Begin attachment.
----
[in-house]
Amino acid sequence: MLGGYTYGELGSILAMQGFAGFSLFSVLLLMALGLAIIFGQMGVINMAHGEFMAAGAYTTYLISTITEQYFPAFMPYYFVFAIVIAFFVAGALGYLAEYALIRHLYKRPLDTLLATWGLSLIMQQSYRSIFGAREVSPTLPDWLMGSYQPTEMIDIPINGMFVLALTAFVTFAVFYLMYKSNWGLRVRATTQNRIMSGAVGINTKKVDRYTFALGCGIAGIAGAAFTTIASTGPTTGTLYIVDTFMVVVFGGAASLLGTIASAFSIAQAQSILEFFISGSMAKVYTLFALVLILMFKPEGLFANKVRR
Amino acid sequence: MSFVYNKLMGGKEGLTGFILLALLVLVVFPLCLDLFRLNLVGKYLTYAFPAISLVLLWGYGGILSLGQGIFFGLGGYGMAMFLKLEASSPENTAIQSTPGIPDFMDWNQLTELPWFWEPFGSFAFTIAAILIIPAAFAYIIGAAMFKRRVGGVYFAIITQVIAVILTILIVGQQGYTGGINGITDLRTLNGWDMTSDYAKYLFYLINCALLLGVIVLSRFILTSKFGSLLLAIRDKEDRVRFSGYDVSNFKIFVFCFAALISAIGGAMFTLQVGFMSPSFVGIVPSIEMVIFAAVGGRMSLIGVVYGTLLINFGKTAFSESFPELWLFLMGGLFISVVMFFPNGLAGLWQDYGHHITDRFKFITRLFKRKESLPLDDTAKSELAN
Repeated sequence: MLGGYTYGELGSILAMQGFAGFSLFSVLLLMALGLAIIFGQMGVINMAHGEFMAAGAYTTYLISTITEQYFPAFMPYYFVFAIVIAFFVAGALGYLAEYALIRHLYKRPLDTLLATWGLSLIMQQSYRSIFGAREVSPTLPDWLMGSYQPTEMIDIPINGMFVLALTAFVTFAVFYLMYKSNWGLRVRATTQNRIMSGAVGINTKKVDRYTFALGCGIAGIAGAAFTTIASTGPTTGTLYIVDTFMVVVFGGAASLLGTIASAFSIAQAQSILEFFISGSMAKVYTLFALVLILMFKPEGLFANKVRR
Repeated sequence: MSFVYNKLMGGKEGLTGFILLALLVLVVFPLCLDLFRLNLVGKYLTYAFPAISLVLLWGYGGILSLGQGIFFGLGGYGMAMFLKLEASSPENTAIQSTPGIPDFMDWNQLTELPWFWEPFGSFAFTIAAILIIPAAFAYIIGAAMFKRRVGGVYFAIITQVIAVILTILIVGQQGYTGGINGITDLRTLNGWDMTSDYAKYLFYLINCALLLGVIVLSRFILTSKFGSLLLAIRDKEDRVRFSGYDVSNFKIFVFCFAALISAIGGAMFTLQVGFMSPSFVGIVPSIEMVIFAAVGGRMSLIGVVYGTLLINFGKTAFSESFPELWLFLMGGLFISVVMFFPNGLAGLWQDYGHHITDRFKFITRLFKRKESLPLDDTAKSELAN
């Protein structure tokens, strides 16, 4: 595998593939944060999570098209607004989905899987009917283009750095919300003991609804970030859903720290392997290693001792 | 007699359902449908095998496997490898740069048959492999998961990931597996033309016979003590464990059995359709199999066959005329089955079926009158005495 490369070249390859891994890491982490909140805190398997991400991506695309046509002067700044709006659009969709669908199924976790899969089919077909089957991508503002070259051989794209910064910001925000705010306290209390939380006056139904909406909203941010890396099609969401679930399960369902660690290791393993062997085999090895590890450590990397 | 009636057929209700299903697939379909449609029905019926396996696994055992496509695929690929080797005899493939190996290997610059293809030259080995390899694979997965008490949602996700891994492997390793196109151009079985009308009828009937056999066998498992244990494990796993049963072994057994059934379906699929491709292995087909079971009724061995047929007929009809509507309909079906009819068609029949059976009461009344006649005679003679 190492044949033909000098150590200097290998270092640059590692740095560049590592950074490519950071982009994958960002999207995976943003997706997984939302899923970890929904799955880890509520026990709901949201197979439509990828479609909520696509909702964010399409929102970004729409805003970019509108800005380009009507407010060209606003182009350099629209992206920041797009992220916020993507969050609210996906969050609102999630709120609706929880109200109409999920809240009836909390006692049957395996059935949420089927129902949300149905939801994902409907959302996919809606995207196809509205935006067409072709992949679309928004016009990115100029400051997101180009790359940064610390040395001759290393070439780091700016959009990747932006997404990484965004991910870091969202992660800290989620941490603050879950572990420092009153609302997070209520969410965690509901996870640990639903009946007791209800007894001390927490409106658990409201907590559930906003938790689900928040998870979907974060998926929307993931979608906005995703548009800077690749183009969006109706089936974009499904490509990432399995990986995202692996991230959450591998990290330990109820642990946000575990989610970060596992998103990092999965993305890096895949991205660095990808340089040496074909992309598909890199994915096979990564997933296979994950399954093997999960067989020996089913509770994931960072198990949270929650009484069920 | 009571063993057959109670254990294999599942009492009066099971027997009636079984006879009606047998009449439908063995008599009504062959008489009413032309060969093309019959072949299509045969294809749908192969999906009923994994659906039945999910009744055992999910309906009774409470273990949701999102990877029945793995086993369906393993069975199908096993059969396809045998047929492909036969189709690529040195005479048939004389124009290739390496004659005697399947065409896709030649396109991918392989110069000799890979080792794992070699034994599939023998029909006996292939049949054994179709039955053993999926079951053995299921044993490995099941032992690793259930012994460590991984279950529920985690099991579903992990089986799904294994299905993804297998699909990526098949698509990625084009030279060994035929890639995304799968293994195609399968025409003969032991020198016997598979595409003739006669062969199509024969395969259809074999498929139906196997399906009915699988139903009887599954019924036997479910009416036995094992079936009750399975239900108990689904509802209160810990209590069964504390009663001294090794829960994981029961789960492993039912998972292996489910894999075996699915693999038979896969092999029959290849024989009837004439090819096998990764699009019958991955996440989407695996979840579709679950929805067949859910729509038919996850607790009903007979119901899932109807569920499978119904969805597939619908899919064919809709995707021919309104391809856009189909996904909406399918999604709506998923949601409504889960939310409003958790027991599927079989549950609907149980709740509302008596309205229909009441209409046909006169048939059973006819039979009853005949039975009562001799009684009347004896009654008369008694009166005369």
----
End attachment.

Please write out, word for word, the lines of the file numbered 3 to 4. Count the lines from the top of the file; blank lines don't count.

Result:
Amino acid sequence: MSFVYNKLMGGKEGLTGFILLALLVLVVFPLCLDLFRLNLVGKYLTYAFPAISLVLLWGYGGILSLGQGIFFGLGGYGMAMFLKLEASSPENTAIQSTPGIPDFMDWNQLTELPWFWEPFGSFAFTIAAILIIPAAFAYIIGAAMFKRRVGGVYFAIITQVIAVILTILIVGQQGYTGGINGITDLRTLNGWDMTSDYAKYLFYLINCALLLGVIVLSRFILTSKFGSLLLAIRDKEDRVRFSGYDVSNFKIFVFCFAALISAIGGAMFTLQVGFMSPSFVGIVPSIEMVIFAAVGGRMSLIGVVYGTLLINFGKTAFSESFPELWLFLMGGLFISVVMFFPNGLAGLWQDYGHHITDRFKFITRLFKRKESLPLDDTAKSELAN
Repeated sequence: MLGGYTYGELGSILAMQGFAGFSLFSVLLLMALGLAIIFGQMGVINMAHGEFMAAGAYTTYLISTITEQYFPAFMPYYFVFAIVIAFFVAGALGYLAEYALIRHLYKRPLDTLLATWGLSLIMQQSYRSIFGAREVSPTLPDWLMGSYQPTEMIDIPINGMFVLALTAFVTFAVFYLMYKSNWGLRVRATTQNRIMSGAVGINTKKVDRYTFALGCGIAGIAGAAFTTIASTGPTTGTLYIVDTFMVVVFGGAASLLGTIASAFSIAQAQSILEFFISGSMAKVYTLFALVLILMFKPEGLFANKVRR